Oil Price Forecast 2021: Oil's Fundamental Reckoning
To say that the 2020 Atlantic hurricane season has been an active one would be a gross understatement.
In fact, there have been so many named storms this year that they’ve run through the English alphabet and moved on to the Greek alphabet.
Of course, I mention this as Tropical Storm Beta dumps a massive amount of rain along the Texas coast.
Fortunately for those oil platforms in the Gulf of Mexico, the shut-ins were minimal — just 497,000 barrels per day that will be back up and running in no time.
Yet it wasn’t the foul weather that has analysts relatively bullish over oil’s future.
For that, we simply glance at the fundamentals.
Make no mistake, the supply-and-demand picture is (and always has been) the primary driver for crude prices.
That dynamic has analysts bullish for 2021.
Is it time we join their enthusiasm?
I’ll let you decide...
Oil Forecast 2021: Humming the OPEC+ and COVID Blues
Looking around, we see fewer and fewer gloomy forecasts emerging.
Russia’s oil minister’s recent announcement that he believed global oil consumption would return to pre-COVID levels by next June isn’t the only rosy projection out there.
His OPEC+ friends may not be as optimistic; the group agreed that the production cut target should stay at 7.7 million barrels per day.
Assuming we can take OPEC+ at its word (which I know we are loathe to do given its comical production quotas in the past), at the very least we can be hopeful considering OPEC+ achieved a compliance rate of 101% in August.
When the bears begin pointing at Libyan oil output as a beacon of hope to boost supply, we can’t help but take that prospect with a grain of salt.
How many governments are claiming power in Libya’s capital right now? Libyan output has been incredibly unreliable ever since the country was thrust into civil war years ago. But don’t worry, renegade Gen. and Field Marshal Khalifa Haftar informed us he’s lifting an eight-month blockade on Libya’s port.
Oh, well then, consider my mind at ease.
Even with more potential addition of light crude out of Libya, others in the OPEC+ alliance are struggling to tread water.
Mexico recently cut its production targets for 2021, thanks to a steeper-than-expected decline in Maloob, the country’s largest offshore field.
This is just another notch in a long series of setbacks for Pemex, unless any of you happen to forget the lessons unlearned after Cantarell’s demise.
At one point, the Cantarell Field was one of the largest oil fields in the world, and now it's a shell of its former self — an aging super-giant field on its deathbed.
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Although the short term doesn’t give us bullish tingles, the horizon brightens in 2021.
We’re not the only ones who think so, either.
Both Citigroup and Goldman Sachs both see prices recovering in 2021, with the latter calling for prices to top $65 per barrel by next September.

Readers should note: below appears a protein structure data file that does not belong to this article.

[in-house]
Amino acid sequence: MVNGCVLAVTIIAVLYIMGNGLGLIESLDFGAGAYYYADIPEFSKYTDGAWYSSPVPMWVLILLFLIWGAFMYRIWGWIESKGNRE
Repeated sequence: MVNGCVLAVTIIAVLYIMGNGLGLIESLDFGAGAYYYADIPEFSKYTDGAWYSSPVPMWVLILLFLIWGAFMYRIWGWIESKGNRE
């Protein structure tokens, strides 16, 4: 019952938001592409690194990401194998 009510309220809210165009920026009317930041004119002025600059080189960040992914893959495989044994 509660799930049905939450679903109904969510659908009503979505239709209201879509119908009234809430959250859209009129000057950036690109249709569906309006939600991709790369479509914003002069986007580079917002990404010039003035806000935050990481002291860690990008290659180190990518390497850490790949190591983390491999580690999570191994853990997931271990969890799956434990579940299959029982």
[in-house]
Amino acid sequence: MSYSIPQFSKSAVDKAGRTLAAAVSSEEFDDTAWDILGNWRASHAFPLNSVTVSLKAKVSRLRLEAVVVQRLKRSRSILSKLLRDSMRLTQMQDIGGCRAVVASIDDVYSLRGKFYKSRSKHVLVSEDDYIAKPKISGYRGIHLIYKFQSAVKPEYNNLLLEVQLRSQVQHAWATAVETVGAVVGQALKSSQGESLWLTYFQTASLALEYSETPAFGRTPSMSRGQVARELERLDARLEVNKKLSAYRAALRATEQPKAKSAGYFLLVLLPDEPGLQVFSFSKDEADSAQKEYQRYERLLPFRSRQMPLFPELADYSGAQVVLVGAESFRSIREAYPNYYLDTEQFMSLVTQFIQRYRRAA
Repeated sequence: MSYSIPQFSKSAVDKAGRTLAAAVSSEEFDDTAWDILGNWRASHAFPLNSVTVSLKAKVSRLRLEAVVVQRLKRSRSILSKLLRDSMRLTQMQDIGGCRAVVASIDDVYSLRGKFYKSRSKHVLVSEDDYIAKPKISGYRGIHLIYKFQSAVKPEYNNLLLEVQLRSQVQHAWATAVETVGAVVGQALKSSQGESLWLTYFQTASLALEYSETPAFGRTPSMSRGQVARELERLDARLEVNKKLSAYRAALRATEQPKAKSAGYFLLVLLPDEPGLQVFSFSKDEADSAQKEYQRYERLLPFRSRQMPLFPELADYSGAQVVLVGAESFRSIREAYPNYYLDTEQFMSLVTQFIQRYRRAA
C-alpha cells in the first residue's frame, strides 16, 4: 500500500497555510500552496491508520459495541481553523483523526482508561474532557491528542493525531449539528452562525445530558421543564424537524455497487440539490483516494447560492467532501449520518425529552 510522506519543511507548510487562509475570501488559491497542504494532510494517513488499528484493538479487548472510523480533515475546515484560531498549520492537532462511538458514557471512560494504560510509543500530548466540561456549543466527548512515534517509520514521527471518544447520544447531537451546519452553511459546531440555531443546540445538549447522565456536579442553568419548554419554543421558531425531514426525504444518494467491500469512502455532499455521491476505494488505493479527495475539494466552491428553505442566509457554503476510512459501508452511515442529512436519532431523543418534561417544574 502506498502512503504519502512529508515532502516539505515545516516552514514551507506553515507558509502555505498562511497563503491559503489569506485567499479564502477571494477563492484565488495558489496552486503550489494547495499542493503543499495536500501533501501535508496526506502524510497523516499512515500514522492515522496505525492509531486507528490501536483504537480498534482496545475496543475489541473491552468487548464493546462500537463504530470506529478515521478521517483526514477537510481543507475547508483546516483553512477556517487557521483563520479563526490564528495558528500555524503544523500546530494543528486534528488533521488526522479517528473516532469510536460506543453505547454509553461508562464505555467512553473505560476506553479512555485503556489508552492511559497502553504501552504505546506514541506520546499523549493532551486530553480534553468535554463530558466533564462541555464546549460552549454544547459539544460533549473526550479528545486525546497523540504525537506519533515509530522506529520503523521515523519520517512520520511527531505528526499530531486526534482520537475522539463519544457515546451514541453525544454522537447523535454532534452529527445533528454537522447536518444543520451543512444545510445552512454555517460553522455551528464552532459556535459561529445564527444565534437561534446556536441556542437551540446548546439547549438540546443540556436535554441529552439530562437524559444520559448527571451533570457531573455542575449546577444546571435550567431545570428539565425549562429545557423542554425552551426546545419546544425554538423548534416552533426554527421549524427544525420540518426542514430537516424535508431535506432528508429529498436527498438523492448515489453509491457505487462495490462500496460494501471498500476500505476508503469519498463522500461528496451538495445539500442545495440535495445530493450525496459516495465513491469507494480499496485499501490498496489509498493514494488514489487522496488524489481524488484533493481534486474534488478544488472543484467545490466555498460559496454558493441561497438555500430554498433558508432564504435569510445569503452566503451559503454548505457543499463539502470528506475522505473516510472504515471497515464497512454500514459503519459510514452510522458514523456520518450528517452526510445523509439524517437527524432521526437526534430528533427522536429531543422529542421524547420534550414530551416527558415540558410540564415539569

The Energy Information Administration (EIA) remains skeptical. In its latest Short-Term Energy Outlook, the EIA projects WTI crude prices to average $45.07 per barrel next year.
Still, the EIA also expects global consumption to average 99.6 million barrels per day, just barely above projected demand of 99.34 million barrels per day.
I have a feeling the EIA will be breaking out the revision pen before too long… depending on how dire our supply situation becomes.
Demand growth has always hinged on how the world transitions back to “normal.” Even after we’re told that a second wave of COVID is imminent, it’s hard not to see consumption levels rising.
For us, it all comes down to supply.
We’ve talked recently about the Great Oil Reset that is taking place before our very eyes. Yet it’s not OPEC+ that has captured our attention but rather the tight oil fields in the United States.
Long before COVID, social distancing, complete economic shutdowns, and face masks became part of everyday life in the U.S., our tight oil was the single largest contributor to global output for more than a decade.
No, dear reader, we don’t need a massive consumption spike above pre-COVID levels to be bullish on oil prices.
Oil’s biggest story in 2021 will be whether or not the U.S. exploration-and-production sector will recover in time to offset the steep decline rates that our tight oil wells experience.
One thing we can count on, however, is that a small group of investors will take advantage of the bottom.
Why not join their fortune?
You see, despite crude still being stuck around $40 per barrel, you can capitalize on the hidden gems buried deep in the U.S. oil industry.
Let me show you a company sitting on 3.7 billion barrels of crude oil, and how you can still invest in one little-known driller whose shares are trading for a fraction of its value compared with Big Oil… but not for long.
Until next time,
A true insider in the energy markets, Keith is one of few financial reporters to have visited the Alberta oil sands. His research has helped thousands of investors capitalize from the rapidly changing face of energy. Keith connects with hundreds of thousands of readers as the Managing Editor of Energy & Capital as well as Investment Director of Angel Publishing's Energy Investor. For years, Keith has been providing in-depth coverage of the Bakken, the Haynesville Shale, and the Marcellus natural gas formations — all ahead of the mainstream media. For more on Keith, go to his editor's page.
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